2) and this one is tough . . .anytime someone writes about their experience, its hard for them not to gloat about how awesome they are. Gary doesn't do it too much, but he does drag his ego into a few chapters. I'm sure it works for wine library - I'm not sure his approach would work at larger companies. If it did, they'd likely rename "work" "play".

    Otherwise it is a good read if you want to understand social efforts. There wasn't anything in this book that a user can't find on well read blogs or even on techcrunch. Similar to Groundswell - - it didn't shed light on anything new. Just reinforced how amazing the social space can be if used properly.

    Can one find out how to use social properly by reading the book? - yes. So, mission accomplished.

    2 out of 2 people found this review helpful.

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  • Posted April 2, 2011

    more from this reviewer

    What I say about you is more important than what YOU say about you.

    Excellent follow-up to the author's first book (Crush It!: Why NOW Is the Time to Cash In on Your Passion) and specifically deals with using every tool available to a business in order to show that they love and appreciate their customers. Businesses think they've got this covered "we say 'hello and have a nice day' everytime a customer buys from us" and they couldn't be more wrong. Saying "thank you" with style, panache, personality, and (most importantly) a personal touch is the way companies like Zappos, CD Baby, and (sadly) only a very few others (some of whom are profiled in the book) are standing out in a business environment where what a person's friends say about your business is waaay more important that what a brochure or advertising campaign says about a business.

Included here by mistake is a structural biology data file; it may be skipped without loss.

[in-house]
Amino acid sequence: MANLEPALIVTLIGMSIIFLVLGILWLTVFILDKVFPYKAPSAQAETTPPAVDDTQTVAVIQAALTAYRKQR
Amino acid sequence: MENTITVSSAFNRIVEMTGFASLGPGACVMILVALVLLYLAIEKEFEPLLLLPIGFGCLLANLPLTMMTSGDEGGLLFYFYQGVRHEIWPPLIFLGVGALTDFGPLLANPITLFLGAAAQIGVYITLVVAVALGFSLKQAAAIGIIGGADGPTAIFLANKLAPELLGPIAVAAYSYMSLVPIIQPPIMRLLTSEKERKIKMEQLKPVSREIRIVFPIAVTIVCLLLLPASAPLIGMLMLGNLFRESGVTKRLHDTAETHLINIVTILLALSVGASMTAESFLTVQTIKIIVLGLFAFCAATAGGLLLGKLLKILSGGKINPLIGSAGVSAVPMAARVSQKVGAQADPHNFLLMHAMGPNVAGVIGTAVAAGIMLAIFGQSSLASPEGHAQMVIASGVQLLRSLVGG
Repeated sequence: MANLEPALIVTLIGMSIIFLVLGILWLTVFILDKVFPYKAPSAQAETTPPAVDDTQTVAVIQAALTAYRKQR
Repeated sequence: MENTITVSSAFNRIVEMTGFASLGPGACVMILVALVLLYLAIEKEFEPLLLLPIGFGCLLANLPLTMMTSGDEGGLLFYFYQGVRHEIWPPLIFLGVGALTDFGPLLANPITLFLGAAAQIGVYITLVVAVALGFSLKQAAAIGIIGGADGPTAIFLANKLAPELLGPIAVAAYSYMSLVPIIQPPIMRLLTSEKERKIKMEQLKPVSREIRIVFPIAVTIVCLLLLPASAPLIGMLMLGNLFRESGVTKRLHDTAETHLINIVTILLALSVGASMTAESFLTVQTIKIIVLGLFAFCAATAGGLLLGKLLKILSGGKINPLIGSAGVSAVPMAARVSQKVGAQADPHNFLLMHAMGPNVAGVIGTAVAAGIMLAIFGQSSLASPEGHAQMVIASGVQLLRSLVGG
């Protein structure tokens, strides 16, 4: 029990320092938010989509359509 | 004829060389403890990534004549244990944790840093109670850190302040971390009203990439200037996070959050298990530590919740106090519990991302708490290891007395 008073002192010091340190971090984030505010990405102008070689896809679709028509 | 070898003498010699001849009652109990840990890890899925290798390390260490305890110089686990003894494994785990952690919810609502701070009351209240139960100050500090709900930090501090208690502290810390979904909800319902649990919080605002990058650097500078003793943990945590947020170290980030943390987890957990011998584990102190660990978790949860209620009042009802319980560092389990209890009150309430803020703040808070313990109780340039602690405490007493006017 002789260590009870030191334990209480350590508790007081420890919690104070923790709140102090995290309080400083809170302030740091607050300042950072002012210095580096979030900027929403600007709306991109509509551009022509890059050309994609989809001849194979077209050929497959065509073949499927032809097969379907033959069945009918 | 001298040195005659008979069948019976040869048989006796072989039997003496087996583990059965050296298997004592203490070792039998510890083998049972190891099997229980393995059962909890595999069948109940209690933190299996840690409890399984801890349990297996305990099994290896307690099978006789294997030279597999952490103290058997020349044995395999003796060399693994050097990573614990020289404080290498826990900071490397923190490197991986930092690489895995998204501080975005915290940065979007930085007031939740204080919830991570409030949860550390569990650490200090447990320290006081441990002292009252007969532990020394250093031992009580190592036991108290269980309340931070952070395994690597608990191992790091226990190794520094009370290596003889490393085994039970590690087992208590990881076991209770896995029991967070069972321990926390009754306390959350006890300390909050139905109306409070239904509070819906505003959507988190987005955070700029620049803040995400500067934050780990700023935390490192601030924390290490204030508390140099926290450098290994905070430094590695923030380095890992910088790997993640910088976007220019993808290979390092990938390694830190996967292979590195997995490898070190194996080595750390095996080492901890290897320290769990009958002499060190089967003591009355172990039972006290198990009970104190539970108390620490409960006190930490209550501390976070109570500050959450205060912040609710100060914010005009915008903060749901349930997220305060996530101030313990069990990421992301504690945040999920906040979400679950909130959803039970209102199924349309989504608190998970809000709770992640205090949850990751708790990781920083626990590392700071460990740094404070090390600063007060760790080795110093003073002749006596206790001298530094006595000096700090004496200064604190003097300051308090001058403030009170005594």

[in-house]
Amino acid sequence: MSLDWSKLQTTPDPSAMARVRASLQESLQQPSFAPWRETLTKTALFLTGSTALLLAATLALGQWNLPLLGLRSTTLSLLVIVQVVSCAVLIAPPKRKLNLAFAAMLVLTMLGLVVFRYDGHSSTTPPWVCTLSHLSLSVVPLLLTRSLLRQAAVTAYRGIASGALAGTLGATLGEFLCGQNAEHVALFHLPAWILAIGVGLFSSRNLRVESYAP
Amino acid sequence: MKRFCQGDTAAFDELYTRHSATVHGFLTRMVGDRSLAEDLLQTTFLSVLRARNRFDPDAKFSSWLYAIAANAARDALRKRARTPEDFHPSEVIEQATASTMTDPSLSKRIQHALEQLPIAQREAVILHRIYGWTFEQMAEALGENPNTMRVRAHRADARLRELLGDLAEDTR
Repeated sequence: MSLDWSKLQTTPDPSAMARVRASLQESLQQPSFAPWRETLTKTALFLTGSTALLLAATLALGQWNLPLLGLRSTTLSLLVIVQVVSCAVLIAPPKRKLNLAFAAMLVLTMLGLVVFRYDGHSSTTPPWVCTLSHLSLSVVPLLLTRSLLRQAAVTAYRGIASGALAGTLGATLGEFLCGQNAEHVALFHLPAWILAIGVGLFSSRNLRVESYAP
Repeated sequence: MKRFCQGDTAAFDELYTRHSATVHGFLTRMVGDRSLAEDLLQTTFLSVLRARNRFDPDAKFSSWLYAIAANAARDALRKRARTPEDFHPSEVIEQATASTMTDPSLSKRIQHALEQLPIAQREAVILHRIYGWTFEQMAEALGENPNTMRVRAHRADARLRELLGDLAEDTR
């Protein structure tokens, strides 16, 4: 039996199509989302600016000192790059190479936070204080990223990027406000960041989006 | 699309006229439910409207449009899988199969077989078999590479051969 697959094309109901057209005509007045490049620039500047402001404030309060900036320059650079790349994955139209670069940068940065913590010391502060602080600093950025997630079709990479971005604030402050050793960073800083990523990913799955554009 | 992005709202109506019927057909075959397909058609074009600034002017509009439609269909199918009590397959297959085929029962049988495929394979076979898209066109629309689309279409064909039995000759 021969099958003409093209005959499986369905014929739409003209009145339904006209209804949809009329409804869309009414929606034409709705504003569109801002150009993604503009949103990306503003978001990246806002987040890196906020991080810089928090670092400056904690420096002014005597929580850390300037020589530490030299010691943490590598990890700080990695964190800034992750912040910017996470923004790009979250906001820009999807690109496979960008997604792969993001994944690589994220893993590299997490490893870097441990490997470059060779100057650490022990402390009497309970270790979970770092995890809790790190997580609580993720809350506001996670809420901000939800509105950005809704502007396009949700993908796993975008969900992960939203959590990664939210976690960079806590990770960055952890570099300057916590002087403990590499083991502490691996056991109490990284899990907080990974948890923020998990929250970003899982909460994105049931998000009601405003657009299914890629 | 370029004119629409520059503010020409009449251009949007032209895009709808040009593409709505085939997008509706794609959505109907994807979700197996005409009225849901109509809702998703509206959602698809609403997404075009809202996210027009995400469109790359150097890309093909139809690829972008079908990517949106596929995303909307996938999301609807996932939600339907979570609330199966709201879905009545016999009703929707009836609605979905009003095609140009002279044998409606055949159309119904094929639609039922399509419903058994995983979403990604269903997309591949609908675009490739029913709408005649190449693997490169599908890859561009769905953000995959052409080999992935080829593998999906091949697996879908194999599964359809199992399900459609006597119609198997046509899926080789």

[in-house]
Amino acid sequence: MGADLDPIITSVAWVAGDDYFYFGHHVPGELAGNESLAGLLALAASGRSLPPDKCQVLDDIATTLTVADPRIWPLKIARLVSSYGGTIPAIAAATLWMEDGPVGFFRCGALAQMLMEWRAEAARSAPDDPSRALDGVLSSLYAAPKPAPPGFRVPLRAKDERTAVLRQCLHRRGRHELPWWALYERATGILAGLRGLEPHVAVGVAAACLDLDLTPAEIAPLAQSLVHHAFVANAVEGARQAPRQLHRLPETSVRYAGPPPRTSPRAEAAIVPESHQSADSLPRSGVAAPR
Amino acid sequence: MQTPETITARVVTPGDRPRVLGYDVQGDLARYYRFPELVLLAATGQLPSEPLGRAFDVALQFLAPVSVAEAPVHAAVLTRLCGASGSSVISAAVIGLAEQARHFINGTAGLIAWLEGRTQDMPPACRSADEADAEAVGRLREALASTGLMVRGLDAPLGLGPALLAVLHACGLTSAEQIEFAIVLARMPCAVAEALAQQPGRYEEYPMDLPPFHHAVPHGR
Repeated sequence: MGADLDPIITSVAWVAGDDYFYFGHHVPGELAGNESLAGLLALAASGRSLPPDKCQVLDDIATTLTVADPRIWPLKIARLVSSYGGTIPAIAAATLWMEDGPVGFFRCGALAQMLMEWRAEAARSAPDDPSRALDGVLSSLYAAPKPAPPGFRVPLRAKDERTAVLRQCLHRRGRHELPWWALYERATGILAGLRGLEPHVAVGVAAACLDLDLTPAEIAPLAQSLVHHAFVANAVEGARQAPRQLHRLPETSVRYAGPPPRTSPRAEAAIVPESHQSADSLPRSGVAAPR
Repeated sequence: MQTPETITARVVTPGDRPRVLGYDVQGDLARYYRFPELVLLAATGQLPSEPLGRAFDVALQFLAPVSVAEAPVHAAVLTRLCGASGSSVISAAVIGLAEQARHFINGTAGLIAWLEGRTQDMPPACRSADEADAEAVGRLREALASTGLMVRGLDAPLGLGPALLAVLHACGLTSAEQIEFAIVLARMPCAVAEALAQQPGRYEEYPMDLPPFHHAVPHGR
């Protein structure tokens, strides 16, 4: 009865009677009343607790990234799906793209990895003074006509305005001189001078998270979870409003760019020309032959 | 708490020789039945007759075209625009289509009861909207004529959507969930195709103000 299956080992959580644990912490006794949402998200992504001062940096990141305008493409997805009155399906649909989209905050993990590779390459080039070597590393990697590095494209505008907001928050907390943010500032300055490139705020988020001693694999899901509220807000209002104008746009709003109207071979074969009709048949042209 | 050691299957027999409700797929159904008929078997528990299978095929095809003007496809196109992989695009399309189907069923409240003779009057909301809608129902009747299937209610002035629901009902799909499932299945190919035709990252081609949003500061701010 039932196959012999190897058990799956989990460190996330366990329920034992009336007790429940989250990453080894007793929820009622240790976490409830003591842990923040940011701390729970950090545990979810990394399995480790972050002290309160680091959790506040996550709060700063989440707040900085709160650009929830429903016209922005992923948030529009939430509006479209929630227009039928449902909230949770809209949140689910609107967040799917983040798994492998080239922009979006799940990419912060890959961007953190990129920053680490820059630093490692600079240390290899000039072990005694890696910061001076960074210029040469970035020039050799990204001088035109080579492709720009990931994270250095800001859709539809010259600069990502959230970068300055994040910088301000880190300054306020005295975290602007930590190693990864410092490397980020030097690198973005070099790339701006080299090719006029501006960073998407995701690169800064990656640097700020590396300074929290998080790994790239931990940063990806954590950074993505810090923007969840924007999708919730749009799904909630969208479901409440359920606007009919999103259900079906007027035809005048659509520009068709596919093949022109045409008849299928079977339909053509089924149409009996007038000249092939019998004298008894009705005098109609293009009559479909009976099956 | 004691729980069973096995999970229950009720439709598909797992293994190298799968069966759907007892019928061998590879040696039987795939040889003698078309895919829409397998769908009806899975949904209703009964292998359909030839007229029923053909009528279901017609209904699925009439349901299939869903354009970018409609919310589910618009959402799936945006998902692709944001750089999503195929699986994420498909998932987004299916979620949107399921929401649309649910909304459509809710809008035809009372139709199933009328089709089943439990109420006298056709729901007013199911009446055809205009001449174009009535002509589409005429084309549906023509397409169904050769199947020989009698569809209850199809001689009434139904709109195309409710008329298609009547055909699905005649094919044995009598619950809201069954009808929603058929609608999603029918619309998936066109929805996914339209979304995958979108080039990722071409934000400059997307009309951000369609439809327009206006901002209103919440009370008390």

2 out of 2 people found this review helpful.

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  • Anonymous

    Posted January 30, 2012

    An awful waste of time

    Spend time with you family and friends. Don't waste your time reading this nonsense. This is nothing but a big waste of time. You would have to be clueless to find anything he says interesting.

    He simply worked at his Dad's wine shop and his Dad poured a lot of money to expand it and have someone build a website. They spent a lot of money promoting the business... simply put... they spent money to make money. Nothing new here.